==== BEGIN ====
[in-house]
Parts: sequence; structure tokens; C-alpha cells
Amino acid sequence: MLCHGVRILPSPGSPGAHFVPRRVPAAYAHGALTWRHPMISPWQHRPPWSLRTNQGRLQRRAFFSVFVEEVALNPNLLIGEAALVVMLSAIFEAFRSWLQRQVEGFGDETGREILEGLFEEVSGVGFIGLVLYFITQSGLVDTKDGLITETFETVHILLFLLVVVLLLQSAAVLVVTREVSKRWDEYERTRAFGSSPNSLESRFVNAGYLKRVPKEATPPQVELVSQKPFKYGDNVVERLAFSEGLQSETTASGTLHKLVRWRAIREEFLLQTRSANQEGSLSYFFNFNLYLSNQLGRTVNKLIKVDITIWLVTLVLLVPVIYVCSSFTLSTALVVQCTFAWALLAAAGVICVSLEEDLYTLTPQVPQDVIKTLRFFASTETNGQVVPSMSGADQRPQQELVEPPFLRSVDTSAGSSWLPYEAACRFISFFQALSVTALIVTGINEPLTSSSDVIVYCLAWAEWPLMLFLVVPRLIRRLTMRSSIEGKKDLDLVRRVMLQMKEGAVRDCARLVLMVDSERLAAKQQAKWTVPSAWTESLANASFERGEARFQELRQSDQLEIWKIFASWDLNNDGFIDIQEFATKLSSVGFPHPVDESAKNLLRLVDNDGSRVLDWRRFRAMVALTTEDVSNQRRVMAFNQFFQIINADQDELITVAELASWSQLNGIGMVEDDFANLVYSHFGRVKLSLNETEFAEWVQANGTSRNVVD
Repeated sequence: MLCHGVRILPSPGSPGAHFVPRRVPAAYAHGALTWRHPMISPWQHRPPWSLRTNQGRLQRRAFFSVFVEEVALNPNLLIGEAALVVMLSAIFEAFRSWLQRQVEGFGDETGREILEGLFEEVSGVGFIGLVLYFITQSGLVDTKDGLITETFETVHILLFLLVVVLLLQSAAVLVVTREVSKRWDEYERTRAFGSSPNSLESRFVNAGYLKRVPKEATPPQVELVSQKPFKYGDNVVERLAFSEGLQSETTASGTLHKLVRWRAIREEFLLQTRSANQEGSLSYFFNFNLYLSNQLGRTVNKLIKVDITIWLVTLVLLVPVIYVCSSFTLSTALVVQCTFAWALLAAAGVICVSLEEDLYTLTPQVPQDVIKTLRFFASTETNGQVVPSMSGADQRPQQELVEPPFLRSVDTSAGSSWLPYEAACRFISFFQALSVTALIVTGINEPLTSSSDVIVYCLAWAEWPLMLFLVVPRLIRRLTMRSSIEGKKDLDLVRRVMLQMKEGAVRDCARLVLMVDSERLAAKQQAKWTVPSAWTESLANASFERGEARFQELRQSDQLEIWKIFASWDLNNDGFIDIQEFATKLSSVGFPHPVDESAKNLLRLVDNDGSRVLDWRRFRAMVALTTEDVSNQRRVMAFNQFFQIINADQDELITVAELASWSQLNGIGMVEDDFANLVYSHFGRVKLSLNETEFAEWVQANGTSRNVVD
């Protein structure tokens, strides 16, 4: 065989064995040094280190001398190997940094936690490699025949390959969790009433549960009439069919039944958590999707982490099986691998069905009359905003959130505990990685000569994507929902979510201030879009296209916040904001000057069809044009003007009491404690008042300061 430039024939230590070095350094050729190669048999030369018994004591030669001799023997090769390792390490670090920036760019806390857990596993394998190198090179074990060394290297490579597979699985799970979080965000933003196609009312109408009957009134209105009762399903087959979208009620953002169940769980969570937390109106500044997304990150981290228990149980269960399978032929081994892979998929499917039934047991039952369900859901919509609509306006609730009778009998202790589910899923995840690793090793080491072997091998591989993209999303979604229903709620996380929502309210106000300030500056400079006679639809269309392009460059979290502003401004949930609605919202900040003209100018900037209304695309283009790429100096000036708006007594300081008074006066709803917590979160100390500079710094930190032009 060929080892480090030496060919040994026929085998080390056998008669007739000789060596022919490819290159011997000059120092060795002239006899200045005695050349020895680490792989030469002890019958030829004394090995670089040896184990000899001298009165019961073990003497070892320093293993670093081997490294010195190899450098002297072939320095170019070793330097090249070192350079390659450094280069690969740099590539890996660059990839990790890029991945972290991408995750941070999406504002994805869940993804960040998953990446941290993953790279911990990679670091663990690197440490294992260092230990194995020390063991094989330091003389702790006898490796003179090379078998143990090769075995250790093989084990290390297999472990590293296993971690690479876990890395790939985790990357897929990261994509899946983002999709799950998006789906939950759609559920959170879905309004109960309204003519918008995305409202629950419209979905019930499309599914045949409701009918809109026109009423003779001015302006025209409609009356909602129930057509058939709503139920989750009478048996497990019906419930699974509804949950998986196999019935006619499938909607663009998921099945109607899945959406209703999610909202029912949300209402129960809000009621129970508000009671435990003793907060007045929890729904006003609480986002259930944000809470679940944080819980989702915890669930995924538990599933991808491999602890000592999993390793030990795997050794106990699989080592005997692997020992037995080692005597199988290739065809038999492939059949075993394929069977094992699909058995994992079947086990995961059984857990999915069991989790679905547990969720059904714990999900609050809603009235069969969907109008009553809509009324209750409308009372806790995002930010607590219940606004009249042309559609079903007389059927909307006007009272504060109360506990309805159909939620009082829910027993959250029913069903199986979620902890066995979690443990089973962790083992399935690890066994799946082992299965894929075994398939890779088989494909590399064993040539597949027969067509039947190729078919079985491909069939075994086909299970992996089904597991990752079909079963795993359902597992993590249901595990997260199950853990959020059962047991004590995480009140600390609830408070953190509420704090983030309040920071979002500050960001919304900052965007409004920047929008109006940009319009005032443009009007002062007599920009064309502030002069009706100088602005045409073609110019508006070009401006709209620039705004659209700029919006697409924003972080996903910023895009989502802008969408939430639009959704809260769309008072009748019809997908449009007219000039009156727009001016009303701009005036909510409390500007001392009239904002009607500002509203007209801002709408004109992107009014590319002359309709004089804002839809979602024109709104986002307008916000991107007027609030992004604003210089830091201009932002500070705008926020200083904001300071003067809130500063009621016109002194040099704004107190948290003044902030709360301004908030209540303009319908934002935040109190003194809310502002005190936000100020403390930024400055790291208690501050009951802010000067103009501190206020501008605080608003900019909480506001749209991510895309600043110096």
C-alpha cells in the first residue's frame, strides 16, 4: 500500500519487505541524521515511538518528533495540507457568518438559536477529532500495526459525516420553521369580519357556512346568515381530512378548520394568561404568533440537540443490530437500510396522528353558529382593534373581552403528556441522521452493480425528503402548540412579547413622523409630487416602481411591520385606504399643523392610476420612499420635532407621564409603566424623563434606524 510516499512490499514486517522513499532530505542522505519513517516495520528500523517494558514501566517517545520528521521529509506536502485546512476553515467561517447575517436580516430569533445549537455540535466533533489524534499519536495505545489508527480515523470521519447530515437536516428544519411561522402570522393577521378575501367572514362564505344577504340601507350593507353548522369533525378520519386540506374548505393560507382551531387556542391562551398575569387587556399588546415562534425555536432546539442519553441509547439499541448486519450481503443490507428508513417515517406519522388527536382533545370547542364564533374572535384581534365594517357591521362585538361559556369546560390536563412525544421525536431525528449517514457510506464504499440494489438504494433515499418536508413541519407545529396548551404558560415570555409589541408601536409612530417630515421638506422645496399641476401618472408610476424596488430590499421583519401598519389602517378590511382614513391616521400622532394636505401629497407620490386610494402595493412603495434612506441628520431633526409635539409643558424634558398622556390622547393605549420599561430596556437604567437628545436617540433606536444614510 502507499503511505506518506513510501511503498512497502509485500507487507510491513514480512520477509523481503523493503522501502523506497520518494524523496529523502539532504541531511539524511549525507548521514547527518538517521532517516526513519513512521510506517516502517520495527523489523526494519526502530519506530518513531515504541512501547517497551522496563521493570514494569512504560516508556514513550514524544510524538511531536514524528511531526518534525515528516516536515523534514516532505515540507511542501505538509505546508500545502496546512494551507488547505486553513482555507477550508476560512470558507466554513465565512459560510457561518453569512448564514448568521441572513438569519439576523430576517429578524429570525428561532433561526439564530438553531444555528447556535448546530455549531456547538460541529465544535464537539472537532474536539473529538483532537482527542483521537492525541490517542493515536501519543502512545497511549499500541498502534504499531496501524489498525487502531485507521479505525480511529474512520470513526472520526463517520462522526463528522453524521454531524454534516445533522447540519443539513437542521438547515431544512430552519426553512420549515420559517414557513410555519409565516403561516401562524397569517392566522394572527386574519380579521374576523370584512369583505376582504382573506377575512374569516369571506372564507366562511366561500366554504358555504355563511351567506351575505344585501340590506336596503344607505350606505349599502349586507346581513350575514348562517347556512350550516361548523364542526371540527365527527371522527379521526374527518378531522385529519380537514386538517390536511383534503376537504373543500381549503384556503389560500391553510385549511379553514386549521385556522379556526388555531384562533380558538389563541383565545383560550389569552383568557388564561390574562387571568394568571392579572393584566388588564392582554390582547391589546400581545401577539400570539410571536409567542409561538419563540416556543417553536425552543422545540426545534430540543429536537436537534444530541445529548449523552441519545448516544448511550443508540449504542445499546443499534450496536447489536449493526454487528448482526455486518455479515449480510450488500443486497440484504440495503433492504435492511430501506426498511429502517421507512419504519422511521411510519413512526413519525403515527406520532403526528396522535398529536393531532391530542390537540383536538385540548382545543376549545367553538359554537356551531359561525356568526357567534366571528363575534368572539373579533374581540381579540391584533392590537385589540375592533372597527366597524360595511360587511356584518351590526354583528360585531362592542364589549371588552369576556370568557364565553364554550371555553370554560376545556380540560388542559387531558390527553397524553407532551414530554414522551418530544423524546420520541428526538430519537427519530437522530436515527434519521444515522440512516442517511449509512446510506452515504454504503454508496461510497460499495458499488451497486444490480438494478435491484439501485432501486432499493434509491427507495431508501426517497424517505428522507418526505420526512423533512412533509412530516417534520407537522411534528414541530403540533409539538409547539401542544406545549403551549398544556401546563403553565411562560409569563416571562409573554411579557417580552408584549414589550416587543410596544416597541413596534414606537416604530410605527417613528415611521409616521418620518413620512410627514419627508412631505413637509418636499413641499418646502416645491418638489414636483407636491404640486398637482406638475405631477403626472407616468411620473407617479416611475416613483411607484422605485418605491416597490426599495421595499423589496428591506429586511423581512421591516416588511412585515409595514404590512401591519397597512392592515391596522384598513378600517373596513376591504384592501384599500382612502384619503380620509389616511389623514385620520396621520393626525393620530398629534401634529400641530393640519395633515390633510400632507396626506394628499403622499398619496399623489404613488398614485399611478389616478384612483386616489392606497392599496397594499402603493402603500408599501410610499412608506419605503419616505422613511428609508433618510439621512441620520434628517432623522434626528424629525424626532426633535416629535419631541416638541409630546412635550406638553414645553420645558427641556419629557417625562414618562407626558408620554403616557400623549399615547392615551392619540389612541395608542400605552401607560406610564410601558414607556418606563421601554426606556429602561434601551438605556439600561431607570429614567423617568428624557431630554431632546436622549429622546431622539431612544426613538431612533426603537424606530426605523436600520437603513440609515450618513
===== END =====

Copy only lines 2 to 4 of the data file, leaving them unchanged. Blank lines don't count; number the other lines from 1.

Parts: sequence; structure tokens; C-alpha cells
Amino acid sequence: MLCHGVRILPSPGSPGAHFVPRRVPAAYAHGALTWRHPMISPWQHRPPWSLRTNQGRLQRRAFFSVFVEEVALNPNLLIGEAALVVMLSAIFEAFRSWLQRQVEGFGDETGREILEGLFEEVSGVGFIGLVLYFITQSGLVDTKDGLITETFETVHILLFLLVVVLLLQSAAVLVVTREVSKRWDEYERTRAFGSSPNSLESRFVNAGYLKRVPKEATPPQVELVSQKPFKYGDNVVERLAFSEGLQSETTASGTLHKLVRWRAIREEFLLQTRSANQEGSLSYFFNFNLYLSNQLGRTVNKLIKVDITIWLVTLVLLVPVIYVCSSFTLSTALVVQCTFAWALLAAAGVICVSLEEDLYTLTPQVPQDVIKTLRFFASTETNGQVVPSMSGADQRPQQELVEPPFLRSVDTSAGSSWLPYEAACRFISFFQALSVTALIVTGINEPLTSSSDVIVYCLAWAEWPLMLFLVVPRLIRRLTMRSSIEGKKDLDLVRRVMLQMKEGAVRDCARLVLMVDSERLAAKQQAKWTVPSAWTESLANASFERGEARFQELRQSDQLEIWKIFASWDLNNDGFIDIQEFATKLSSVGFPHPVDESAKNLLRLVDNDGSRVLDWRRFRAMVALTTEDVSNQRRVMAFNQFFQIINADQDELITVAELASWSQLNGIGMVEDDFANLVYSHFGRVKLSLNETEFAEWVQANGTSRNVVD
Repeated sequence: MLCHGVRILPSPGSPGAHFVPRRVPAAYAHGALTWRHPMISPWQHRPPWSLRTNQGRLQRRAFFSVFVEEVALNPNLLIGEAALVVMLSAIFEAFRSWLQRQVEGFGDETGREILEGLFEEVSGVGFIGLVLYFITQSGLVDTKDGLITETFETVHILLFLLVVVLLLQSAAVLVVTREVSKRWDEYERTRAFGSSPNSLESRFVNAGYLKRVPKEATPPQVELVSQKPFKYGDNVVERLAFSEGLQSETTASGTLHKLVRWRAIREEFLLQTRSANQEGSLSYFFNFNLYLSNQLGRTVNKLIKVDITIWLVTLVLLVPVIYVCSSFTLSTALVVQCTFAWALLAAAGVICVSLEEDLYTLTPQVPQDVIKTLRFFASTETNGQVVPSMSGADQRPQQELVEPPFLRSVDTSAGSSWLPYEAACRFISFFQALSVTALIVTGINEPLTSSSDVIVYCLAWAEWPLMLFLVVPRLIRRLTMRSSIEGKKDLDLVRRVMLQMKEGAVRDCARLVLMVDSERLAAKQQAKWTVPSAWTESLANASFERGEARFQELRQSDQLEIWKIFASWDLNNDGFIDIQEFATKLSSVGFPHPVDESAKNLLRLVDNDGSRVLDWRRFRAMVALTTEDVSNQRRVMAFNQFFQIINADQDELITVAELASWSQLNGIGMVEDDFANLVYSHFGRVKLSLNETEFAEWVQANGTSRNVVD